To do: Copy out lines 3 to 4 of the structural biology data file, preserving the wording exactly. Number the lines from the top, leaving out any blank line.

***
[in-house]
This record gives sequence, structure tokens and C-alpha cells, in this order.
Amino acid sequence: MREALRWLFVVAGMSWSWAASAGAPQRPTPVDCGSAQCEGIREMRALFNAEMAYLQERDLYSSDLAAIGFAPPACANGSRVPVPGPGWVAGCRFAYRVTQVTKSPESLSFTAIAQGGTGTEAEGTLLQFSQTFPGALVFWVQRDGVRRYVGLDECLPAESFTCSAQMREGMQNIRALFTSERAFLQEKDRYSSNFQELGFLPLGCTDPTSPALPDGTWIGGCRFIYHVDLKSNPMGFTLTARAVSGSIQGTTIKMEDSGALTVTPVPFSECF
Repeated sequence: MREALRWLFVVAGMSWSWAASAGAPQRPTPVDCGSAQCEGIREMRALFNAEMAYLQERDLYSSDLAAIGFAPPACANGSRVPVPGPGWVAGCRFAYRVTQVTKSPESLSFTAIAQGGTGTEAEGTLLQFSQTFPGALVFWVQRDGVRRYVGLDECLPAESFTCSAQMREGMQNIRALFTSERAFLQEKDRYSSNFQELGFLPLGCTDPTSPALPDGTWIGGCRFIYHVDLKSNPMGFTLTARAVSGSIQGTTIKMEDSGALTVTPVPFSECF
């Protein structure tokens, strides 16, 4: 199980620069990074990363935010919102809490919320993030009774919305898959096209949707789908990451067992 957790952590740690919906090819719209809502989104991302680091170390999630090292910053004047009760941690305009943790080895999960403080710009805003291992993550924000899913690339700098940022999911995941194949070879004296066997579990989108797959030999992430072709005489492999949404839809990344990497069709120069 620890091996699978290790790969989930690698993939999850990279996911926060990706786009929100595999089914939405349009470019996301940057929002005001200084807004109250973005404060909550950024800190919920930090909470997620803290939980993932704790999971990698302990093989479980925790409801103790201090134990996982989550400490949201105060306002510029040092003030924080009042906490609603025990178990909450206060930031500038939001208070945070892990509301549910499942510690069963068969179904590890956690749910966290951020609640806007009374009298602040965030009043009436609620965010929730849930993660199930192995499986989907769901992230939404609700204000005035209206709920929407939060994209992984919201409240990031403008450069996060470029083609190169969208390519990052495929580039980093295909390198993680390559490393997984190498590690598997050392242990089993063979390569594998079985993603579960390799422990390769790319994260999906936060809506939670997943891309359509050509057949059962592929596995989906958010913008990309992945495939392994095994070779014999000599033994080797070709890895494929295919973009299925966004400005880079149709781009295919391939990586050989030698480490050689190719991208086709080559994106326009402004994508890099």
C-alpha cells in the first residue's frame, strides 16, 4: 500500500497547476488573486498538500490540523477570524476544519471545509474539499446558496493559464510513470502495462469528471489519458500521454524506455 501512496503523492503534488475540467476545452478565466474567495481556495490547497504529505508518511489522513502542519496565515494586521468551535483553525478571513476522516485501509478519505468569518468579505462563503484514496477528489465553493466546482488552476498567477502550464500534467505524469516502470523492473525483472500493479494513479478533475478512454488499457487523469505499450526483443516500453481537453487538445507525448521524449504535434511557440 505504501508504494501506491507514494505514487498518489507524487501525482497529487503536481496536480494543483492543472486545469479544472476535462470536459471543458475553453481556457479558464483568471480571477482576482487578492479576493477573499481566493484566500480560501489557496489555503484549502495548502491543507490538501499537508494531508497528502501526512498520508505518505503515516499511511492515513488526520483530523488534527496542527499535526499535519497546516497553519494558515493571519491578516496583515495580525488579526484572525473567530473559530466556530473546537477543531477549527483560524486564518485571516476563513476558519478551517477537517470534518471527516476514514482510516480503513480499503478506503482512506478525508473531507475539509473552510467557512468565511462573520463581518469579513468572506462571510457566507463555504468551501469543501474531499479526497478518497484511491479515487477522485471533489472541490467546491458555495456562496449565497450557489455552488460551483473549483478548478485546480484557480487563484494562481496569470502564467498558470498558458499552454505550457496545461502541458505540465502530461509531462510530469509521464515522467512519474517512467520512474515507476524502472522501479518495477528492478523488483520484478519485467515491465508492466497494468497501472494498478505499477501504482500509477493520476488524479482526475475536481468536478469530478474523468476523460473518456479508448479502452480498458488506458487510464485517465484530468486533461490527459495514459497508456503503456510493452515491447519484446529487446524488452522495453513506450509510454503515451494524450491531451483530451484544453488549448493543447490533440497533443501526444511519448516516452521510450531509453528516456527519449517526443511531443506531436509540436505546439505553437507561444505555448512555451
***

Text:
Amino acid sequence: MREALRWLFVVAGMSWSWAASAGAPQRPTPVDCGSAQCEGIREMRALFNAEMAYLQERDLYSSDLAAIGFAPPACANGSRVPVPGPGWVAGCRFAYRVTQVTKSPESLSFTAIAQGGTGTEAEGTLLQFSQTFPGALVFWVQRDGVRRYVGLDECLPAESFTCSAQMREGMQNIRALFTSERAFLQEKDRYSSNFQELGFLPLGCTDPTSPALPDGTWIGGCRFIYHVDLKSNPMGFTLTARAVSGSIQGTTIKMEDSGALTVTPVPFSECF
Repeated sequence: MREALRWLFVVAGMSWSWAASAGAPQRPTPVDCGSAQCEGIREMRALFNAEMAYLQERDLYSSDLAAIGFAPPACANGSRVPVPGPGWVAGCRFAYRVTQVTKSPESLSFTAIAQGGTGTEAEGTLLQFSQTFPGALVFWVQRDGVRRYVGLDECLPAESFTCSAQMREGMQNIRALFTSERAFLQEKDRYSSNFQELGFLPLGCTDPTSPALPDGTWIGGCRFIYHVDLKSNPMGFTLTARAVSGSIQGTTIKMEDSGALTVTPVPFSECF